Board Myths

As a human race, we can often make matters more complicated than they need to be. This certainly holds true in the realm of nonprofit board governance. Although best practices exist for efficient governance, sometimes nonprofit boards complicate their role as organizational stewards by subscribing to a number of myths. Jan Masaoka’s recent article in Blue Avocado highlights her thoughts on ten of the most common myths “wreaking havoc” in nonprofit board rooms. Whether or not these myths apply to your organization, a fairly simple prescription exists to keep your board on the right path to effective governance: education, communication, planning and evaluation.

First, education is critical. From honest clarification of expectations during recruitment of members to thorough new board member orientation to ongoing education for all board members built into each board meeting agenda – a board that doesn’t understand its roles and responsibilities is destined for trouble. Furthermore, a board that does understand its roles and responsibilities and chooses to ignore them is putting the organization at risk.

An example of communication getting too complicated is the establishment of a myriad of committees, so elaborate, the structure prevents meaningful discussion and streamlined decision-making. While I’m a vocal advocate for a reasonable committee structure and am known to warn against the perils of decision-making and discussion being concentrated in a board’s executive committee, I also encourage you to ask an important question: Why do we have this committee, and how does it enhance the work of this organization? If a committee structure doesn’t seem to be working, tinker with it until it does. One size doesn’t fit all!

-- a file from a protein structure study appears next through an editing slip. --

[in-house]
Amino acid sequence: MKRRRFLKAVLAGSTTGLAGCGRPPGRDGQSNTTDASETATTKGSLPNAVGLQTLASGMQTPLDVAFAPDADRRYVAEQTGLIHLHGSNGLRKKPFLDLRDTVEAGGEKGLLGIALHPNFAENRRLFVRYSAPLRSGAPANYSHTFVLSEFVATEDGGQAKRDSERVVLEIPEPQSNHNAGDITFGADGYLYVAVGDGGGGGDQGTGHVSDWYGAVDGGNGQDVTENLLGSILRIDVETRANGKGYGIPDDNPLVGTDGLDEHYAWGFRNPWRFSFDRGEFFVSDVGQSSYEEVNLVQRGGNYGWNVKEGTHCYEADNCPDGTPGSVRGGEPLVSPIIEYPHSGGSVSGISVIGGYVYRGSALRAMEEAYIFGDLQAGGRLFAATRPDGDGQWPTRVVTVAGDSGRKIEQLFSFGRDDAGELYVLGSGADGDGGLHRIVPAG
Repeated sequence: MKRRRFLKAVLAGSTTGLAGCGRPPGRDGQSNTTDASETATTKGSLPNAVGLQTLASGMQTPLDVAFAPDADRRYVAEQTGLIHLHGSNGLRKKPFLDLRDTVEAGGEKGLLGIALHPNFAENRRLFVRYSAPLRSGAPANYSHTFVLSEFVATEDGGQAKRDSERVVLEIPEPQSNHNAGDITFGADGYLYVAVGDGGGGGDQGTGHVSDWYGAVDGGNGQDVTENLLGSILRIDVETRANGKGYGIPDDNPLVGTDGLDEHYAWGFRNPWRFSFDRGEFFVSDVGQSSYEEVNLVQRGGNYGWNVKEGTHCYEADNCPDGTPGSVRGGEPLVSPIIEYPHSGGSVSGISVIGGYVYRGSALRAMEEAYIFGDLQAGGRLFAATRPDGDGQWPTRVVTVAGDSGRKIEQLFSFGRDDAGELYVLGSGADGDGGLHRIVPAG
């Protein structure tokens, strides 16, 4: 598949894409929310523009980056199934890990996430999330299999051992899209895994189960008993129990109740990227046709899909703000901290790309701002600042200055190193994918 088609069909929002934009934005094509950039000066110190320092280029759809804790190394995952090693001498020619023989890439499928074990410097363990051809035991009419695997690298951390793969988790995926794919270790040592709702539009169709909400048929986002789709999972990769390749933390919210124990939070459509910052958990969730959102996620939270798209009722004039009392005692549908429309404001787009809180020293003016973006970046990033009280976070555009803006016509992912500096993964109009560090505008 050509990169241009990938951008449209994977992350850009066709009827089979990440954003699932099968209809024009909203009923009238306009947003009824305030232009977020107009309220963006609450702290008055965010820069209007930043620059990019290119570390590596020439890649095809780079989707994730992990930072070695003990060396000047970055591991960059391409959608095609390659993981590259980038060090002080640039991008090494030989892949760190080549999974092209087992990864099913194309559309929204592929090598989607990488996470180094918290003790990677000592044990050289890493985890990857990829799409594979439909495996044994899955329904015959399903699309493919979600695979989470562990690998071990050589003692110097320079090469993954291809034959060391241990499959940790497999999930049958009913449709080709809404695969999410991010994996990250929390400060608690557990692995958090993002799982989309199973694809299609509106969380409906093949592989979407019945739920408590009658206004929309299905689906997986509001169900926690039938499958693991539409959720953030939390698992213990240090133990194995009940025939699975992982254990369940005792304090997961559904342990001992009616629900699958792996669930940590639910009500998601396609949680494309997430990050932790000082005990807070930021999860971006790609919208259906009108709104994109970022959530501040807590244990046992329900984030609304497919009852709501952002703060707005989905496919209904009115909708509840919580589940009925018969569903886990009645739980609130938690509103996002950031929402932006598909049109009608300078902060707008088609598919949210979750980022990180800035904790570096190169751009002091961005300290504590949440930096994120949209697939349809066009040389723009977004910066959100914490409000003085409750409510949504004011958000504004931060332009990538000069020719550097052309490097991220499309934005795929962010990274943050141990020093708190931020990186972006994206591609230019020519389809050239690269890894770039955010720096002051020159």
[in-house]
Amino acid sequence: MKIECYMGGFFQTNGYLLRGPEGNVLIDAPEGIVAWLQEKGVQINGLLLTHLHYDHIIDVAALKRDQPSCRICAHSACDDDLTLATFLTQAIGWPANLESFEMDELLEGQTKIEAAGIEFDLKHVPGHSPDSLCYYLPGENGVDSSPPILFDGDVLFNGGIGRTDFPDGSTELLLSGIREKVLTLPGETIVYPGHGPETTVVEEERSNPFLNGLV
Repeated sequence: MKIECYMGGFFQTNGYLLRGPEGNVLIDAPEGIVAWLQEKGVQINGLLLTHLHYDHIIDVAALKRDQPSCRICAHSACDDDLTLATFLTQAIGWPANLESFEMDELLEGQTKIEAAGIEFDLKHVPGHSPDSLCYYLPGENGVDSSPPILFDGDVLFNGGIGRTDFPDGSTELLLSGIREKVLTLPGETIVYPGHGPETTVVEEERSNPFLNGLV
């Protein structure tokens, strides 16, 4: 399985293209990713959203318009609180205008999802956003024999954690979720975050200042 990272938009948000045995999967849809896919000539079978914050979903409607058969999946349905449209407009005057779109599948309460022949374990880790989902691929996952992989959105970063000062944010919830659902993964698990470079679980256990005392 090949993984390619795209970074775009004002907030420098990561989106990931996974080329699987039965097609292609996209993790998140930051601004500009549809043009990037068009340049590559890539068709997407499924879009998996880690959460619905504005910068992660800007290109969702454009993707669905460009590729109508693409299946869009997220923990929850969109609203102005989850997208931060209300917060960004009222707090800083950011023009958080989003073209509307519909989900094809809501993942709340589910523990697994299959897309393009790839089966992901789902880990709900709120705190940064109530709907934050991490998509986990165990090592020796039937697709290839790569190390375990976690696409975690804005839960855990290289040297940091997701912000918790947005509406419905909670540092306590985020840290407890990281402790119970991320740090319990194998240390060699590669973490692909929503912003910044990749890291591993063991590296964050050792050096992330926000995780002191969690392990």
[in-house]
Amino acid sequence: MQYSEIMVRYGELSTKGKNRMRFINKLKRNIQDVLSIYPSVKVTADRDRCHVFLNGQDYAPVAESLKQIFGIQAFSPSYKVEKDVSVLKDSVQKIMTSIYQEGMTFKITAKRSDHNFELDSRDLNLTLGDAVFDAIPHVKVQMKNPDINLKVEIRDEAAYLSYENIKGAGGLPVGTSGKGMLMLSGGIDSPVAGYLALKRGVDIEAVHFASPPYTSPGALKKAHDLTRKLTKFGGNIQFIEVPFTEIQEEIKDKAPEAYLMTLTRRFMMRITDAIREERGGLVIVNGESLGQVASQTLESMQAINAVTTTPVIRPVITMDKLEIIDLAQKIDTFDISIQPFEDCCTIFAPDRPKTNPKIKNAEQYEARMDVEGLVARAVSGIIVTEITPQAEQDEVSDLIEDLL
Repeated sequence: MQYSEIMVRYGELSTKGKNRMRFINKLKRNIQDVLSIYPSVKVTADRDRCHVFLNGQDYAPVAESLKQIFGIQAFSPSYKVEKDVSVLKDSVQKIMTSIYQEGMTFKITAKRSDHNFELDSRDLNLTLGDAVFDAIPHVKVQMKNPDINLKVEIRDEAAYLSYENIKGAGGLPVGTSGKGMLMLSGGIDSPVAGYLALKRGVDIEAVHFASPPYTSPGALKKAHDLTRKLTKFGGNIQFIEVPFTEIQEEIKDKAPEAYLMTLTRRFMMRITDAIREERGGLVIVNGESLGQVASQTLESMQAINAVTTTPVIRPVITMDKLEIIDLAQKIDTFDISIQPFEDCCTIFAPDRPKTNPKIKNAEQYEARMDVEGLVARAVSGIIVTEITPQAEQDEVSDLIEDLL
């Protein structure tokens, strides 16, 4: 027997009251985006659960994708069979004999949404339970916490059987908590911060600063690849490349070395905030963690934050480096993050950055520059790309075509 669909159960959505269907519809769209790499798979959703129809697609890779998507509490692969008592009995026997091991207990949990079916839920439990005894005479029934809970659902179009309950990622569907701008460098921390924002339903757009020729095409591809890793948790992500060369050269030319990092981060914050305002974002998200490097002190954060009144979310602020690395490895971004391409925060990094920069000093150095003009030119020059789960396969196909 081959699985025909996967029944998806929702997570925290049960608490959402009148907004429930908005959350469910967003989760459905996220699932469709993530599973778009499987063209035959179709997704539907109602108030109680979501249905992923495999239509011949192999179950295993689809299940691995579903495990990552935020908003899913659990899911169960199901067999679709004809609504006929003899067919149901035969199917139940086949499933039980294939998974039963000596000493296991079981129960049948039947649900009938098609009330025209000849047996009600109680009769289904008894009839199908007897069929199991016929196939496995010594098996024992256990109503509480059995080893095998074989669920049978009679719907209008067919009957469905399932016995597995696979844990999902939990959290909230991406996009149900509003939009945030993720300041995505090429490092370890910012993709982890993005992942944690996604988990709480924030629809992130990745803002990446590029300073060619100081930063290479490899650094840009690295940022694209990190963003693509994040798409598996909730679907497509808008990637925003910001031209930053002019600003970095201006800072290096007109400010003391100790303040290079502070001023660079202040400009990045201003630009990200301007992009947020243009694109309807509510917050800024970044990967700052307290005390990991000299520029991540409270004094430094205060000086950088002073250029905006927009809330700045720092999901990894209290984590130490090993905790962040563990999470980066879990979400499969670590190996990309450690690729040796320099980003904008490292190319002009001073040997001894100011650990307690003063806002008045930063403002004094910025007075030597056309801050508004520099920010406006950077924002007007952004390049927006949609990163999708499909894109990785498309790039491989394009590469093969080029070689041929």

Another step to building a better board: plan for the future – set goals and objectives for programmatic activities, but also be strategic in diversifying and securing revenue. “Nonprofit” doesn’t mean you must end the year with no money in the bank! Don’t try to complicate matters by staying within certain financial parameters, seek all of the funding you can for your organization!

Finally, remember to establish a means of evaluation. Again, this doesn’t need to be overly complicated, but determine what makes for effective board education and assess how well you’re doing. Ask board members about communication issues – what’s working and what isn’t? Keep planning documents in front of the board to assess progress and areas needing more attention. Continued appraisal of these plans, both in how effective they are and how relevant they are to the nonprofit’s mission, will help to keep your nonprofit organization on track and more efficient. 

Effective board governance can make or break an organization, but how effectiveness is defined requires thought and agreement. To learn more, join me on July 15 for Nonprofit Boards 101. It’s free for our members, and the discussion is always lively. We hope to see you there!





Danielle Clore

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